Meta lost more than 4 billion dollars on the metaverse in the last financial quarter

VR zuckerberg with VR friends.
(Image credit: Meta)

Meta, the social network formerly known as Facebook that is definitely going to rename itself Facebook in a few years, has announced that its metaverse division has made a huge loss, again, despite last year's stunning addition of legs to avatars. The VR and metaverse division, Meta Reality Labs, lost $4.279 billion in the fourth quarter (compared to a mere $3.304 billion in the same quarter last year), with revenue of $727 million ($877 million a year ago).

The Reality Labs division used to be known as the Oculus division, before Meta decided it didn't like that name, and is now the umbrella under which both VR and the wider metaverse project is accounted for. This was the quarter that saw Meta increase the price of the Quest 2 headsets by $100, and launched the ludicrously priced Meta Quest Pro headset ($1500), which explains some of the revenue dip. But the real headline is that Meta doesn't care about these losses, seeing the metaverse project as its long-term future rather than the current money pit it is.

Meta says it's continuing to invest in the upcoming Meta Quest 3 headset, which is aimed at the broader market, the Meta Quest Pro which is intended as a business product, and other projects yet-unnamed including glasses and other platforms (a platform in this context being software as well as hardware). 

"2022 was a challenging year, but [...] the software and social platform might be the most critical part of what we’re doing" said Meta CEO Mark Zuckerberg on an analyst call (thanks, VentureBeat). The investors don't seem troubled by the losses at all, it has to be said, with Meta's share price actually rising around 15% after the news.

This is probably because Meta's overall revenue for the quarter was $32.165 billion with net income of $4.652 billion, and even if that's still significantly down on the same quarter last year ($33.671 billion revenue, $10.285 billion income) that's still five billion dollars generated from aunts liking your dog photos. More importantly, from an analyst's perspective, daily active users across Meta products were 2.96 billion on average in December (up 5% year-on-year) and monthly active users were 3.74 billion (up 4%). These figures slightly exceeded Meta's own targets,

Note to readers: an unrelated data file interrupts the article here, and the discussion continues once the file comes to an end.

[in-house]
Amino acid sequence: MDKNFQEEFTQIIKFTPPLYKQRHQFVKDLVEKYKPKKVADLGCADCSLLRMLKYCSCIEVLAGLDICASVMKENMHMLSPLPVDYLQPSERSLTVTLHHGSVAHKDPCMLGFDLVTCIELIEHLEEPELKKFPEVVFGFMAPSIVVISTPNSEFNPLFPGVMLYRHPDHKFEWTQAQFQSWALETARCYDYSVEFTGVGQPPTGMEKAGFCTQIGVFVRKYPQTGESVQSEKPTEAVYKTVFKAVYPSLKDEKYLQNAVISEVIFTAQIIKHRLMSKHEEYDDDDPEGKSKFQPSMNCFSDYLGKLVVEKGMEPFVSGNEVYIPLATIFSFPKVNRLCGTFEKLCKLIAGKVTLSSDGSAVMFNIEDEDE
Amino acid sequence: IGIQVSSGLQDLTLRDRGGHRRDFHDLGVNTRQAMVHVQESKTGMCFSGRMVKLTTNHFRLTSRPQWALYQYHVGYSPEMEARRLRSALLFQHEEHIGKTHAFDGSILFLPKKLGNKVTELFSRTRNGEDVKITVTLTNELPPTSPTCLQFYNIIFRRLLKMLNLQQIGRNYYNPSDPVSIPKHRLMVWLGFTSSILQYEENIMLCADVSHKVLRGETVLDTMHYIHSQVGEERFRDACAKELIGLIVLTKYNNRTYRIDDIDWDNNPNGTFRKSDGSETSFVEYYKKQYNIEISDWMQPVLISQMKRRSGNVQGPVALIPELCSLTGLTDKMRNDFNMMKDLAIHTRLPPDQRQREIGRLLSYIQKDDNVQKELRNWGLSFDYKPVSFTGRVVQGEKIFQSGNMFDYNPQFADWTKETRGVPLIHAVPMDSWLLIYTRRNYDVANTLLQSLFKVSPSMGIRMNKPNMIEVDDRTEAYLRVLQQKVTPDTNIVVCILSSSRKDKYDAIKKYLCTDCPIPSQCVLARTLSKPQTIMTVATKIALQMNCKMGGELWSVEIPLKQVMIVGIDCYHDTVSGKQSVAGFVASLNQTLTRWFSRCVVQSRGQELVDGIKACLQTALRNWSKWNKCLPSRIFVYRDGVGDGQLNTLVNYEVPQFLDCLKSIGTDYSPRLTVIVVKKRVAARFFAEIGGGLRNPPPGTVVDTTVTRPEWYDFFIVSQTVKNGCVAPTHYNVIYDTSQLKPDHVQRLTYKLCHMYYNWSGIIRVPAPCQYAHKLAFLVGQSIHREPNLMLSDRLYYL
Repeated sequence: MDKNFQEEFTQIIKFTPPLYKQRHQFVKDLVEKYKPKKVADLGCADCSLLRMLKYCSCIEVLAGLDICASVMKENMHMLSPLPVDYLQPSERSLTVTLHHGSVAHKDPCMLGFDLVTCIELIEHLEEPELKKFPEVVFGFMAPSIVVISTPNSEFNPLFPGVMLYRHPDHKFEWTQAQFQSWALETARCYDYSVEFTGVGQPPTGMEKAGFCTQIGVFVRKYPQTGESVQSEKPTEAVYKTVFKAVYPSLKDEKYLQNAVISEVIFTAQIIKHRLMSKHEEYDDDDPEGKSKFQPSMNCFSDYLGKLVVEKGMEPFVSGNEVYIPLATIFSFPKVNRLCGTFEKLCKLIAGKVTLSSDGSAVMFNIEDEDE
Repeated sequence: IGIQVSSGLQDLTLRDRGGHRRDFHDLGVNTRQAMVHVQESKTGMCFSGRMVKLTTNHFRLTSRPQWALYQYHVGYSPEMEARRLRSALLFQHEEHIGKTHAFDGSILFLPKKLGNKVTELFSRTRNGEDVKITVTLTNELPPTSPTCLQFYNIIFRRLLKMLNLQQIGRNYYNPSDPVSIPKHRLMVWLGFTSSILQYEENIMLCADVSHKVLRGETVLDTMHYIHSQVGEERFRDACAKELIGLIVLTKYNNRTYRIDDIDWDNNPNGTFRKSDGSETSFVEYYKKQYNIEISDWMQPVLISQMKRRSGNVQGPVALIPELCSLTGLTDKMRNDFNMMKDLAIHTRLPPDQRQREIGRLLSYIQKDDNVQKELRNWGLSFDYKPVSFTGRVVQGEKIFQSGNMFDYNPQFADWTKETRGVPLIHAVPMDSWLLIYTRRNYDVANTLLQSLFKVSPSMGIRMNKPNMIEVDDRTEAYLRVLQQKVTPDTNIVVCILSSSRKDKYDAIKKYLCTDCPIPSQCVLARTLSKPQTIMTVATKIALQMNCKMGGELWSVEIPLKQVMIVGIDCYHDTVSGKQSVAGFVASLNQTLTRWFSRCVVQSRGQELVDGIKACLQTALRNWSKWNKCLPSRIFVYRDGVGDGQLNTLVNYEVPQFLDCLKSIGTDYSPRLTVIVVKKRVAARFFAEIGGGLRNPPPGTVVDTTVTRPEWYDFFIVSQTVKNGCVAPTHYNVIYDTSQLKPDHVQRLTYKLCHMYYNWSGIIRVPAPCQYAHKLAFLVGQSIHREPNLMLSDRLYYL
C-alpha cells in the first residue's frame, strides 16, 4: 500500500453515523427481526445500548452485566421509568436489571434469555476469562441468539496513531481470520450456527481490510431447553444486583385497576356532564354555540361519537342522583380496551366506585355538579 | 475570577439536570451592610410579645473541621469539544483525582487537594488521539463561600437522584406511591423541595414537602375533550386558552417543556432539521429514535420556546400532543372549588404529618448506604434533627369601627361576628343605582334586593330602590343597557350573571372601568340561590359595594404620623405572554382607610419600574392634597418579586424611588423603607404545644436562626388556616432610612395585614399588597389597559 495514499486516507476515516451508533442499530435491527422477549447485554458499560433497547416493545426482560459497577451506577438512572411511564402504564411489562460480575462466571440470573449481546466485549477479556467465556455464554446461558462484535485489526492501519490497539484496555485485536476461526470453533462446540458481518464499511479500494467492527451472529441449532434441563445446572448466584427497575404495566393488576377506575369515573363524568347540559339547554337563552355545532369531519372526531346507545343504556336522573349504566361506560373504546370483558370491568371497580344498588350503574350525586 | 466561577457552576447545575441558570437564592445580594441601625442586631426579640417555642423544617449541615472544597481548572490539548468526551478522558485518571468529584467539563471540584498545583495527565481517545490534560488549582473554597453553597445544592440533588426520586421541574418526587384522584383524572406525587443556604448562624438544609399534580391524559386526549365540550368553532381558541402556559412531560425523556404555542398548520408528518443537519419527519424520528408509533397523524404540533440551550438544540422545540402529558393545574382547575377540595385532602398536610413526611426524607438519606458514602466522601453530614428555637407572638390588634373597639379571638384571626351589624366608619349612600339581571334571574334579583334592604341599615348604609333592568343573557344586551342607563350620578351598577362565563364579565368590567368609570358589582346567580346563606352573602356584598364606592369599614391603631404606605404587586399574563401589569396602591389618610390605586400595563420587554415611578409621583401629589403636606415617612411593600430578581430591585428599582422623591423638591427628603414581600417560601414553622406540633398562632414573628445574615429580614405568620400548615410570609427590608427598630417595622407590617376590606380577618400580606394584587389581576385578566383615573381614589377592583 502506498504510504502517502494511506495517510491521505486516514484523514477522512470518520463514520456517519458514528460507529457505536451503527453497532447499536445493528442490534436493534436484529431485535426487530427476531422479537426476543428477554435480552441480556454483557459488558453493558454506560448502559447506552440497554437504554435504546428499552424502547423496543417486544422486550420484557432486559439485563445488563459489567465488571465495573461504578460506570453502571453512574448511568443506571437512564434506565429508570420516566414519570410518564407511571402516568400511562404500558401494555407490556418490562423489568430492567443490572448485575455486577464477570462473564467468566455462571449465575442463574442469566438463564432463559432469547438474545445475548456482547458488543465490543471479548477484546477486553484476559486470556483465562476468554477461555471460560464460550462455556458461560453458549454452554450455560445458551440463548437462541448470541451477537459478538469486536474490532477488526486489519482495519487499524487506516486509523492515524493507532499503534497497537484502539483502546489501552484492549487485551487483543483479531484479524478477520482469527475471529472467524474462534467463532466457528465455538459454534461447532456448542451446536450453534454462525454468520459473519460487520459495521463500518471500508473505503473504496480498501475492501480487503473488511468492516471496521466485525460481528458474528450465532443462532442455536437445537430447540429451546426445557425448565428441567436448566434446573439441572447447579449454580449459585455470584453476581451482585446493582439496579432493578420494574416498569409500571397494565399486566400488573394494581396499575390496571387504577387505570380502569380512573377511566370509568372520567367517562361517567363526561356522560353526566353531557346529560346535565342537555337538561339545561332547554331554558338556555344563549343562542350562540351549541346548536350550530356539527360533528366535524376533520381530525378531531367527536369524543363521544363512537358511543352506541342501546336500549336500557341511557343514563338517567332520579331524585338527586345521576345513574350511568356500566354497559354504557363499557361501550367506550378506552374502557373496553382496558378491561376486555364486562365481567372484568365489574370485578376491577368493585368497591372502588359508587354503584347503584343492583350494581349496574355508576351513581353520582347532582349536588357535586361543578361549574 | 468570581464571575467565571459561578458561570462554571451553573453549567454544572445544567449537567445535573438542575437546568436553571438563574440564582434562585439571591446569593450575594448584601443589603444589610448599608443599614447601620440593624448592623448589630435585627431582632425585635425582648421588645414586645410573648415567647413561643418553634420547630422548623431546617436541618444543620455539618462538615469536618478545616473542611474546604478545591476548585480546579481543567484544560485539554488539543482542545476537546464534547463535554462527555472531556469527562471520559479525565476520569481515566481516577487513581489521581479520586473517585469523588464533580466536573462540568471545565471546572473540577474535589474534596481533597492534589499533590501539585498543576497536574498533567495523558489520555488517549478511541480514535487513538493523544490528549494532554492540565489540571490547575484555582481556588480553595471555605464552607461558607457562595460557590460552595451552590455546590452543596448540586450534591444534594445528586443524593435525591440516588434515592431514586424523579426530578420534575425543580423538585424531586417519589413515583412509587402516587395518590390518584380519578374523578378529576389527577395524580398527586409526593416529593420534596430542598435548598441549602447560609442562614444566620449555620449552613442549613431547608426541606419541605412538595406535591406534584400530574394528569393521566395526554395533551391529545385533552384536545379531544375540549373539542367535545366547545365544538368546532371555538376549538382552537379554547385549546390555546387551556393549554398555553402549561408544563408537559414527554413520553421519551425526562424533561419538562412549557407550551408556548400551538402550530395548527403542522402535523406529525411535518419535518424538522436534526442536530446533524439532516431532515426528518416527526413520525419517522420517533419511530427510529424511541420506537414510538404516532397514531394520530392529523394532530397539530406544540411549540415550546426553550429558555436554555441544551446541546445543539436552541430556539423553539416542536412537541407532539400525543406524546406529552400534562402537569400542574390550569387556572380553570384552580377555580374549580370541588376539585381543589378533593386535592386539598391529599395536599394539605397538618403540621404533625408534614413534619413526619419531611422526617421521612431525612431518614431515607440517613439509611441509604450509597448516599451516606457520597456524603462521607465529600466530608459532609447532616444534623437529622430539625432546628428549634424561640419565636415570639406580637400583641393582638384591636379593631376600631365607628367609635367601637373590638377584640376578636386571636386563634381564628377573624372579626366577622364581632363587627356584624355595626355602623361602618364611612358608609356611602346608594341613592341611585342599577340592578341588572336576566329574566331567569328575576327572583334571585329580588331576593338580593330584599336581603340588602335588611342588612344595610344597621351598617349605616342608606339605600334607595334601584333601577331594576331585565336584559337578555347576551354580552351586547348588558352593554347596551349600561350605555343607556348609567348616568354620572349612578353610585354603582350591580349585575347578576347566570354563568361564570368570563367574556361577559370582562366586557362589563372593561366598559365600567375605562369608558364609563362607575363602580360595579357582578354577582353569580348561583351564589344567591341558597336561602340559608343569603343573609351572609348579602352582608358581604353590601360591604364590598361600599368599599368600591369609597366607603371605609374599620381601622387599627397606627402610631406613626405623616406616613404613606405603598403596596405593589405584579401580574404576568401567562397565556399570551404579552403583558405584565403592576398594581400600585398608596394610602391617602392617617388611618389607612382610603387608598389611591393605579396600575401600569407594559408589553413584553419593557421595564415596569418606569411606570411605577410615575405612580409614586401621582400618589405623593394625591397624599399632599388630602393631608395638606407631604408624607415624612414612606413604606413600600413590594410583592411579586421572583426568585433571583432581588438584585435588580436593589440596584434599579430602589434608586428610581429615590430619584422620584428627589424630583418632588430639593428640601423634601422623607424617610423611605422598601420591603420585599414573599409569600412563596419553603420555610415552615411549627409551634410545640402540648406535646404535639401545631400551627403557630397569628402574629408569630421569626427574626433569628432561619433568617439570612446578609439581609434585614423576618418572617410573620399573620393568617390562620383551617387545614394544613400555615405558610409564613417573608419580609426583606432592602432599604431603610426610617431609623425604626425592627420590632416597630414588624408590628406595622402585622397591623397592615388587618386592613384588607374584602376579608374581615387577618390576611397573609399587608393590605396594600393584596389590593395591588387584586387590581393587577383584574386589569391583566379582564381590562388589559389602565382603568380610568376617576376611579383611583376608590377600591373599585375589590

"Our community continues to grow and I’m pleased with the strong engagement across our apps. Facebook just reached the milestone of two billion daily actives,” said Zuckerberg. "The progress we’re making on our AI discovery engine and Reels are major drivers of this. Beyond this, our management theme for 2023 is the 'Year of Efficiency' and we’re focused on becoming a stronger and more nimble organization."

Oh dear. Maybe Meta staff should start polishing up their CVs. Interestingly enough this may have been a slight nod to the departed John Carmack, the videogame legend who joined Meta before stepping back and becoming a consultant and then eventually leaving.

The reference to Reels is the panic every social media company is experiencing at the explosive popularity of TikTok: this is Facebook's shortform video equivalent. But Meta's overall sights remain firmly set on the metaverse we're definitely all going to be living our lives in, and how it can incorporate AI across its products, and it considers the Meta Quest Pro the first of what will be many mixed-reality (MR) devices.

"The MR ecosystem is relatively new and I think it is going to grow over the years,” said Zuckerberg. Well, he would say that.

Rich Stanton

Rich is a games journalist with 15 years' experience, beginning his career on Edge magazine before working for a wide range of outlets, including Ars Technica, Eurogamer, GamesRadar+, Gamespot, the Guardian, IGN, the New Statesman, Polygon, and Vice. He was the editor of Kotaku UK, the UK arm of Kotaku, for three years before joining PC Gamer. He is the author of a Brief History of Video Games, a full history of the medium, which the Midwest Book Review described as "[a] must-read for serious minded game historians and curious video game connoisseurs alike."